What burns you out is the constant strain of being responsible for a lot of other people’s stuff.

The good news is, as you get older, you gain perspective. Perspective helps alleviate burnout.

The bad news is, you gain perspective by having incredibly shitty things happen to you and the people you love. Nature has made it so that perspective is only delivered in bulk quantities. A railcar of perspective arrives and dumps itself on your lawn when all you needed was a microgram. This is a grossly inefficient aspect of the human condition, but I’m sure bright minds in Silicon Valley are working on a fix.

Pinboard turns five, by Maciej Cegłowski.

Fast Mango Peeler - the second most magical thing you’ll see today.

Fast Potato Peeler, the most magical thing you’ll see today.

Bruce Davidson - photos of NYC subway in 1980.

Bruce Davidson - photos of NYC subway in 1980.

The thing is, if you care about having an impact on the world, the too-early mode is the highest leverage point because you can have an idea, build a mock or a prototype of it, and then have those ideas find themselves in products that other people build that then scale up to massive.
From a really long interview with Jonah Peretti.
New complete. #hailskatan

New complete. #hailskatan

You’re probably a little suspicious. The classics have all been written on paper, or at least papyrus, and they’ve been around for a long time. How good could this stuff possibly be when it’s released whenever the author wants, in whatever shape they figure is ‘good enough?’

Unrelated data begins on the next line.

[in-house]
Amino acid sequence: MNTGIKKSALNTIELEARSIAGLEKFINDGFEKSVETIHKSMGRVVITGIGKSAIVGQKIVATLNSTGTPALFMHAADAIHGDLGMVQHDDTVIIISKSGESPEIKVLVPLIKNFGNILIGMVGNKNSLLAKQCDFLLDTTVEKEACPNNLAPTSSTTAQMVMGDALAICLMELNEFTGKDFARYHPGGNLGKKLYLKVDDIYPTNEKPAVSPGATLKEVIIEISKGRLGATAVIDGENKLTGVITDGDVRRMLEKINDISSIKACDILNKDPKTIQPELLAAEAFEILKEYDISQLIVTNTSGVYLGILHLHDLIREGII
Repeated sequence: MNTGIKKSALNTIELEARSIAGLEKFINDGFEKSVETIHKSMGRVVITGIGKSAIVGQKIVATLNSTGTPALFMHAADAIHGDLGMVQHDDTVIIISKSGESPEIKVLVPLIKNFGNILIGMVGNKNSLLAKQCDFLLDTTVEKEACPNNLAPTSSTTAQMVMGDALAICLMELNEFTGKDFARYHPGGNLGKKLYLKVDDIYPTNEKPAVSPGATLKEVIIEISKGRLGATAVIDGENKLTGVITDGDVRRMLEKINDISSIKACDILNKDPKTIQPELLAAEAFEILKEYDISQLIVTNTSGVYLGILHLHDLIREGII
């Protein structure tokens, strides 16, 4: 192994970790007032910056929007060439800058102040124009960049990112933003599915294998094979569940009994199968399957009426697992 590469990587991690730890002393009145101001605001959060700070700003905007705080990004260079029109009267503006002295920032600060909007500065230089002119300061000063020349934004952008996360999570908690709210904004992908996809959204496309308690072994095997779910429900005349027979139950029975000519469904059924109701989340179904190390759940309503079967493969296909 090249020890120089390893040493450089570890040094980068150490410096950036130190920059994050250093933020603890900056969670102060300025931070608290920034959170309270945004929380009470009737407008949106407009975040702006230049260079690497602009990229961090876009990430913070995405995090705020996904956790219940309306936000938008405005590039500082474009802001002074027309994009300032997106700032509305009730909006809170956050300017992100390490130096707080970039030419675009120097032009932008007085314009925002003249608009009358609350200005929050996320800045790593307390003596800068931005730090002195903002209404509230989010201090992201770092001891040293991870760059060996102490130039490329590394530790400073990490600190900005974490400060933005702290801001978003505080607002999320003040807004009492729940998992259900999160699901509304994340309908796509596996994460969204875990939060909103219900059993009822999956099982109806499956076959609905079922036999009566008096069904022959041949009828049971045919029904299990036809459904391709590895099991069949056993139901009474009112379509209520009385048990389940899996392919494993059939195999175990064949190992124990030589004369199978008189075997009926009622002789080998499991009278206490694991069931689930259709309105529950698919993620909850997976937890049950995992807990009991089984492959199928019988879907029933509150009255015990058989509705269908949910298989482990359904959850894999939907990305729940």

Writing on glass - by me.
This was to be my last lesson, though I didn’t realize it at the time: that he’d willed everything he had into reality with a set of tools no different or better than mine. The earnestness, the effort, the endless self-belief—out of nothing more than that, he created 50 Cent. The guy who is about to put another record out whether anybody wants it or not. The guy whose mother died at the hands of a person she must have trusted; the guy who just jettisoned the oldest friends he had. And yet he’d behaved like a friend to me. Could I say the same?
50 Cent Is My Life Coach, by Zach Baron in GQ.
There are two ways to interpret Plutarch when he suggests that a critic should be able to produce “a better in its place.” In a straightforward sense, he could mean that a critic must be more talented than the artist she critiques. My mother was well covered on this count. (She denies it, but she’s still a much, much better writer than I am.) But perhaps Plutarch is suggesting something slightly different, something a bit closer to Cicero’s claim that one should “criticize by creation, not by finding fault.” Genuine criticism creates a precious opening for an author to become better on his own terms — a process that’s often excruciating, but also almost always meaningful.